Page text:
All’s Fair in Love, War and Peace

Talyn: A Novel of Korre by Holly Lisle

It had been awhile since I read a high fantasy novel when I came across this one in the Midtown Library.  No, it’s not one of those trashy romance fantasy novels, the material in there is not that graphic either so I’m guessing the cover is to sensationalize it.  The cover of the edition I had was mostly black and doesn’t look like much.

Lisle creates a vivid world for her characters to play in, ripe with magic hierarchy and complex politics and religious undertones, I found it to be quite a worthwhile read.  The lead character Talyn is a Shielder who can wield magic and see into ‘the View’ which is sort of like a different plain of knowledge that only a few can go into.  It’s the primary battleground for an ages old feud between Talyn’s insular, homogeneous country and it’s republican ethnically hodgepodge neighbor.  The war, and consequently an entire war industry and way of life, ceases when foreigners bring peace to the region through alliances and placing their own soldiers on outposts.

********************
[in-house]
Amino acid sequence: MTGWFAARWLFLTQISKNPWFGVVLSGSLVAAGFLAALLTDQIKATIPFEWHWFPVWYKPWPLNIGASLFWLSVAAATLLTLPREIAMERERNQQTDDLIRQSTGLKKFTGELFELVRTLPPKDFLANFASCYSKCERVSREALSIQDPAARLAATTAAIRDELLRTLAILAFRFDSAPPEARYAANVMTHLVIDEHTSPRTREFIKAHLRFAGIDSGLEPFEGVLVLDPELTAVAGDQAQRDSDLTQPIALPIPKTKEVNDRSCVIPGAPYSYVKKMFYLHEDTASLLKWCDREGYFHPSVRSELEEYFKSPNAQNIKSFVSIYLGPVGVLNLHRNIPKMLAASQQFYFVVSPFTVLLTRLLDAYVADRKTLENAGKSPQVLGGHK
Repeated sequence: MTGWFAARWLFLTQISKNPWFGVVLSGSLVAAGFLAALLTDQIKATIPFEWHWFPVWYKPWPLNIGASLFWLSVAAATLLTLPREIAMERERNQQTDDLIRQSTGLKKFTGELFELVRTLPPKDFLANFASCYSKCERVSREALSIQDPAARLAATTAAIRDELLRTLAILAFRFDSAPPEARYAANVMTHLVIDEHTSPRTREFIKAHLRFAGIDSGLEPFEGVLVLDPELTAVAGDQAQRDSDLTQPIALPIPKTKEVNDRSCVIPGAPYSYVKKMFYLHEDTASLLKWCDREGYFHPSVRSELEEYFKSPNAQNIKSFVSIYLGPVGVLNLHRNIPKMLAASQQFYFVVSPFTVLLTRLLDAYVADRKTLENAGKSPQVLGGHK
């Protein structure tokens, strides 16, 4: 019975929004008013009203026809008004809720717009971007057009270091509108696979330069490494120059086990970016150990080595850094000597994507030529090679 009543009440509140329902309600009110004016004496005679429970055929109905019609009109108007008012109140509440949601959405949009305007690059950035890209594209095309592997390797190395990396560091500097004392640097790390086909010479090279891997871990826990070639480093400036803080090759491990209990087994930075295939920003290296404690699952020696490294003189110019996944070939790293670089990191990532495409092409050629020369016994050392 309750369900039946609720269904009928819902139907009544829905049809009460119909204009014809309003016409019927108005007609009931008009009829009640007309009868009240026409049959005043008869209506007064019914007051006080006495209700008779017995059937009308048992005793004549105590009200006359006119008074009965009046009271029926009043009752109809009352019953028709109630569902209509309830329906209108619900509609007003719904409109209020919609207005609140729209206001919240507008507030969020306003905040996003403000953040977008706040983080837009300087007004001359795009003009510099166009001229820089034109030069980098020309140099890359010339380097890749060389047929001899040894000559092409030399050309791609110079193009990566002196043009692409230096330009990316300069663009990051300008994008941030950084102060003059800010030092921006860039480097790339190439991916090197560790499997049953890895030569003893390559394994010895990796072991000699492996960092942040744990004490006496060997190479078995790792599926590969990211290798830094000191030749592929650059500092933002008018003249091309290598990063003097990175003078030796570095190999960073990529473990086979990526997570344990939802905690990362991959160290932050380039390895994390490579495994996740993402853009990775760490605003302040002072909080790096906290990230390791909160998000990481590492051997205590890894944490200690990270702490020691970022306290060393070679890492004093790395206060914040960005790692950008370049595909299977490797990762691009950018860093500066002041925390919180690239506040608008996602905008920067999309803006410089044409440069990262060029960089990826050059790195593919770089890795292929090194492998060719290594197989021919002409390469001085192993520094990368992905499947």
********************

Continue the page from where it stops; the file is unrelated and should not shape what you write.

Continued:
The story is a multi-layered tale that begs the large philosophical question of, ‘Is everything about war bad?’ and more over next to nothing is black and white for the characters.  They constantly struggle with the weight of their actions and are conflicted with the paradox of wanting to win the war, yet still living as though they have purpose outside of it.  The history of the war and anecdotes inserted about it truly takes things to a new level.  The characters are sharp, genuinely complex and humanly real.

My criticism of the book is that the prose becomes dry and the plot lags halfway through.  The characters get caught in a sort of limbo as they try to rid their lands of the foreign influence.  Another sticking point for me is that the narrative bounces between first person and third person, which I’ve come to regard as a pet peeve if an author cannot stick to a particular style but I tried to put that aside.  The latter portion of the novel dragged and the end felt too rushed.

Still, it was a great read and I recommend it if you’re looking for how to write a very good fantasy world and multi-dimensional characters.

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